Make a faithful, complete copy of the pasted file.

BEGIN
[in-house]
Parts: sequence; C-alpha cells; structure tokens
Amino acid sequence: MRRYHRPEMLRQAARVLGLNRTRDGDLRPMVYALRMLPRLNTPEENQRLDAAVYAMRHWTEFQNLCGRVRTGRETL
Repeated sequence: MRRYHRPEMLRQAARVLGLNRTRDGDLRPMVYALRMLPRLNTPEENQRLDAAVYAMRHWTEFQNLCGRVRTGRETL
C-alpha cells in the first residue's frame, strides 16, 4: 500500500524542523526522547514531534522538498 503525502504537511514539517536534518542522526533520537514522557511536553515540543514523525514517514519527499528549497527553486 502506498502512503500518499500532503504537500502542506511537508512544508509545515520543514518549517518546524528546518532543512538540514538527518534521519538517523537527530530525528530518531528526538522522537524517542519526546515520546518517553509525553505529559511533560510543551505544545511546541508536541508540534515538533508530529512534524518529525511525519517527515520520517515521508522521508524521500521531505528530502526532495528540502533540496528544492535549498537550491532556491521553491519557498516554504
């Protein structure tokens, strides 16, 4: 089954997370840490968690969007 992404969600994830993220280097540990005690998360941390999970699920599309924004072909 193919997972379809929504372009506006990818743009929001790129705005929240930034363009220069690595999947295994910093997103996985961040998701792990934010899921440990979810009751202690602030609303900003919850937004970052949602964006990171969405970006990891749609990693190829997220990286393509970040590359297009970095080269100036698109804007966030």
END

[in-house]
Parts: sequence; C-alpha cells; structure tokens
Amino acid sequence: MRRYHRPEMLRQAARVLGLNRTRDGDLRPMVYALRMLPRLNTPEENQRLDAAVYAMRHWTEFQNLCGRVRTGRETL
Repeated sequence: MRRYHRPEMLRQAARVLGLNRTRDGDLRPMVYALRMLPRLNTPEENQRLDAAVYAMRHWTEFQNLCGRVRTGRETL
C-alpha cells in the first residue's frame, strides 16, 4: 500500500524542523526522547514531534522538498 503525502504537511514539517536534518542522526533520537514522557511536553515540543514523525514517514519527499528549497527553486 502506498502512503500518499500532503504537500502542506511537508512544508509545515520543514518549517518546524528546518532543512538540514538527518534521519538517523537527530530525528530518531528526538522522537524517542519526546515520546518517553509525553505529559511533560510543551505544545511546541508536541508540534515538533508530529512534524518529525511525519517527515520520517515521508522521508524521500521531505528530502526532495528540502533540496528544492535549498537550491532556491521553491519557498516554504
């Protein structure tokens, strides 16, 4: 089954997370840490968690969007 992404969600994830993220280097540990005690998360941390999970699920599309924004072909 193919997972379809929504372009506006990818743009929001790129705005929240930034363009220069690595999947295994910093997103996985961040998701792990934010899921440990979810009751202690602030609303900003919850937004970052949602964006990171969405970006990891749609990693190829997220990286393509970040590359297009970095080269100036698109804007966030």